The Mississippi Senate has passed what critics call the most sweeping anti-LGBT legislation in the United States, sponsored by a Baptist layman who is a trustee at Southern Baptist Theological Seminary.
House Speaker Philip Gunn, R-Clinton, a member and former elder at Morrison Heights Baptist Church in Clinton, Miss., introduced the “Protecting Freedom of Conscience from Government Discrimination Act” in response to a county clerk in Kentucky being jailed for five days last year for refusing to issue marriage licenses to gay couples.
“I don’t care what the U.S. Supreme Court says,” Gunn said at a rally in 2015. “Marriage is between one man and one woman in holy matrimony.”
On Wednesday the Senate voted 31-17 in favor of House Bill 1523, which passed the House in February and now heads back for the chamber to sign off on minor amendments in the Senate before it proceeds to the desk of Gov. Phil Bryant.
The bill gives broad exemptions to people, businesses and religious organizations with “sincerely held” religious convictions that marriage is only between a man and a woman and that sex is “immutable” and “determined by anatomy and genetics at time of birth.”
Protect Thy Neighbor, a project of Americans United for Separation of Church and State, called it “the broadest bill of its kind that we have seen this legislative session.”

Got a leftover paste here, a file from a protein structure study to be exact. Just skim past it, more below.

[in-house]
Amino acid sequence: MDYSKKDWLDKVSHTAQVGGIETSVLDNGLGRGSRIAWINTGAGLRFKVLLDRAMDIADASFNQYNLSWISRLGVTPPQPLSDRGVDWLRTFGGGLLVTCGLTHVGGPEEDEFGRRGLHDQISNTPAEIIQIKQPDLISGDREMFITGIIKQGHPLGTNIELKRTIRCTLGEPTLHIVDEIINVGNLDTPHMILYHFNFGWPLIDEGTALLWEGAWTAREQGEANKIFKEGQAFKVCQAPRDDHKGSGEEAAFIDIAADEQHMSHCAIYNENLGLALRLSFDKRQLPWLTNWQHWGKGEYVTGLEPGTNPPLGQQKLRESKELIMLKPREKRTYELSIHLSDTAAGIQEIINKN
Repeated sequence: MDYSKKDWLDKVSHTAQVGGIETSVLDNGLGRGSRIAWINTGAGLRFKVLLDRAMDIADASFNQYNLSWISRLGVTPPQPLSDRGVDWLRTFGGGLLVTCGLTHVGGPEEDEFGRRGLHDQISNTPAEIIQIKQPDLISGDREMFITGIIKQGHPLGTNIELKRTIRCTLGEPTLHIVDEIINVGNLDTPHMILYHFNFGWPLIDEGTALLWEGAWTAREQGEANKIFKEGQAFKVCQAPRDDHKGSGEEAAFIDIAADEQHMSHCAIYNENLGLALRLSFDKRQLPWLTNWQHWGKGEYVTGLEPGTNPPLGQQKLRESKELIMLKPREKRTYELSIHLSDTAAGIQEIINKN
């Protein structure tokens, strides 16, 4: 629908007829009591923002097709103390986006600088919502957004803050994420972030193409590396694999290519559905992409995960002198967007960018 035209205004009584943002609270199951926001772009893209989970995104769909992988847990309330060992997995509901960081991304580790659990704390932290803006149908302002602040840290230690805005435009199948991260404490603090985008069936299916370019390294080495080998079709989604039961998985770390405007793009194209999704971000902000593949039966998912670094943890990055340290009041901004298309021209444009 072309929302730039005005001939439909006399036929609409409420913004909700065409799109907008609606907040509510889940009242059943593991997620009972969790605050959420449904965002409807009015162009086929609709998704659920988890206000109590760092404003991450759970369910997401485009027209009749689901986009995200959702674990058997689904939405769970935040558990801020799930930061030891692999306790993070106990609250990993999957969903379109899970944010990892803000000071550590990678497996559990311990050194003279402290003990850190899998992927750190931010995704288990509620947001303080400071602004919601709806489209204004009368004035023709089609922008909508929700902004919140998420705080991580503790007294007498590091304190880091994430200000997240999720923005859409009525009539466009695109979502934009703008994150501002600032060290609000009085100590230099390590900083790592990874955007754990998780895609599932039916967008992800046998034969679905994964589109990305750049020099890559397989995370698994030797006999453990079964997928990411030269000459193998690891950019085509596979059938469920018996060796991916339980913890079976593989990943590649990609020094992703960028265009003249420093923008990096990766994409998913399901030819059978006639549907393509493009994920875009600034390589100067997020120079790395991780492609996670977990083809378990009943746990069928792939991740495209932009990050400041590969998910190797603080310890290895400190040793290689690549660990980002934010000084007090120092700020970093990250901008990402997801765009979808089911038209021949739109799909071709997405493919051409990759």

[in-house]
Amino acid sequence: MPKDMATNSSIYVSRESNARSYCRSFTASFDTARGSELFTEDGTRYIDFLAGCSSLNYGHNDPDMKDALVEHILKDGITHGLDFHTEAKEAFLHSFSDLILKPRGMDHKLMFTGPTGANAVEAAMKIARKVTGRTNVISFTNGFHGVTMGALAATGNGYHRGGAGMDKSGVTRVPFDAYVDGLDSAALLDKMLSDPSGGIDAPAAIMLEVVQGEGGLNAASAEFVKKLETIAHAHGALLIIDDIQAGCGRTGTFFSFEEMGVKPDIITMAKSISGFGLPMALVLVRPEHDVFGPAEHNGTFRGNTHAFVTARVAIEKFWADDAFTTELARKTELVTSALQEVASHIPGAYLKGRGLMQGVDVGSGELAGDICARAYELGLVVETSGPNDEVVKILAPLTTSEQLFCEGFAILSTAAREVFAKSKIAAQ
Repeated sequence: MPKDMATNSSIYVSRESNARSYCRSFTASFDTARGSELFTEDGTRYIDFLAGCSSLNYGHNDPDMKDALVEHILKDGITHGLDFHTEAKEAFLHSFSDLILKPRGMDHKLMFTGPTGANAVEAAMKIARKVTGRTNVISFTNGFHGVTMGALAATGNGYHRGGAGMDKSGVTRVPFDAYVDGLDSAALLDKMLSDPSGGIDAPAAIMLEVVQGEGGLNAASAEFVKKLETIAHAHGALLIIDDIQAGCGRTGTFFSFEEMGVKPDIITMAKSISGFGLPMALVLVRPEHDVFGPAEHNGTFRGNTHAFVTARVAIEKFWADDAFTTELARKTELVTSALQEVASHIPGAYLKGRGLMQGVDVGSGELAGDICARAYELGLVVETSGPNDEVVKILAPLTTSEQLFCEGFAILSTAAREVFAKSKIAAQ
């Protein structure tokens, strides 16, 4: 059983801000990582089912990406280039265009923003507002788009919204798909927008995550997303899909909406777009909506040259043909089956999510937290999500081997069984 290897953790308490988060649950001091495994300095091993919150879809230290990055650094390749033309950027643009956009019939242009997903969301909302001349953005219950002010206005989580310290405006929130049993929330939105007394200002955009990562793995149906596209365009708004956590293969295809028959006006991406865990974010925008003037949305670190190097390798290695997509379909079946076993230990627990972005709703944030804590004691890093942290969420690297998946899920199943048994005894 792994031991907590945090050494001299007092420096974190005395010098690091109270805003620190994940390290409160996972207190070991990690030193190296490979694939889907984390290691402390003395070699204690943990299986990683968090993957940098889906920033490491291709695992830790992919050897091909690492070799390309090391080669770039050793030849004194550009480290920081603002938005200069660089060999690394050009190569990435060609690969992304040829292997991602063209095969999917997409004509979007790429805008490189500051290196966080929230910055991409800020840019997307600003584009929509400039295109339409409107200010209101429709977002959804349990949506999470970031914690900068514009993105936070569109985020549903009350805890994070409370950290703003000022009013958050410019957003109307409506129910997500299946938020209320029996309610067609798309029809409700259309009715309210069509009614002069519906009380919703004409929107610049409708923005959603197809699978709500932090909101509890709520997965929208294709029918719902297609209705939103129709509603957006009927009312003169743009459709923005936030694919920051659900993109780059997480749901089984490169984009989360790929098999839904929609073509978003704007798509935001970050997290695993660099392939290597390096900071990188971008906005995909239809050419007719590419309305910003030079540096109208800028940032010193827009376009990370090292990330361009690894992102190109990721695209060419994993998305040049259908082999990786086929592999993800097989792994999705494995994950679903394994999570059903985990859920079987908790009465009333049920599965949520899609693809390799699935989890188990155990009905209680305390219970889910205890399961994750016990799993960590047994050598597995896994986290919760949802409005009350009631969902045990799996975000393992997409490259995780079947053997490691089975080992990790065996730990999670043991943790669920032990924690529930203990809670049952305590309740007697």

“This bill would allow state employees, corporations, individuals, healthcare providers, and nonprofit organizations to use religion as a justification to discriminate against nearly everyone — same sex couples, single mothers, divorcees, and anyone who has had sex outside of marriage,” AU’s Maggie Garrett said in a recent blog.
The Human Rights Campaign called it “horrific legislation” that if passed “would allow individuals, religious organizations and private associations to use religion to discriminate against LGBT Mississippians in some of the most important aspect of their lives, including at work, at schools, and more.”
“Under HB 1523, religion could be used by most any individual or organization to justify discrimination against LGBT people, single mothers, unwed couples and others,” according to the HRC. “Tax-payer funded faith-based organizations could: refuse to recognize the marriages of same-sex couples for provision of critical services including emergency shelter; deny children in need of loving homes placement with LGBT families including the child’s own family member; and refuse to sell or rent a for-profit home to an LGBT person — even if the organization receives government funding.
“As introduced, HB 1523 would also give foster families the freedom to subject an LGBTQ child to the dangerous practice of ‘conversion therapy,’ and subject a pregnant unwed girl to abuse, without fear of government intervention or license suspension. It would even allow individuals to refuse to carry out the terms of a state contract for the provision of counseling services to all eligible individuals, including veterans, based on the counselor’s beliefs about LGBT people or single mothers.”
Gunn was elected chairman of the Southern Seminary board of trustees in 2014 and 2015.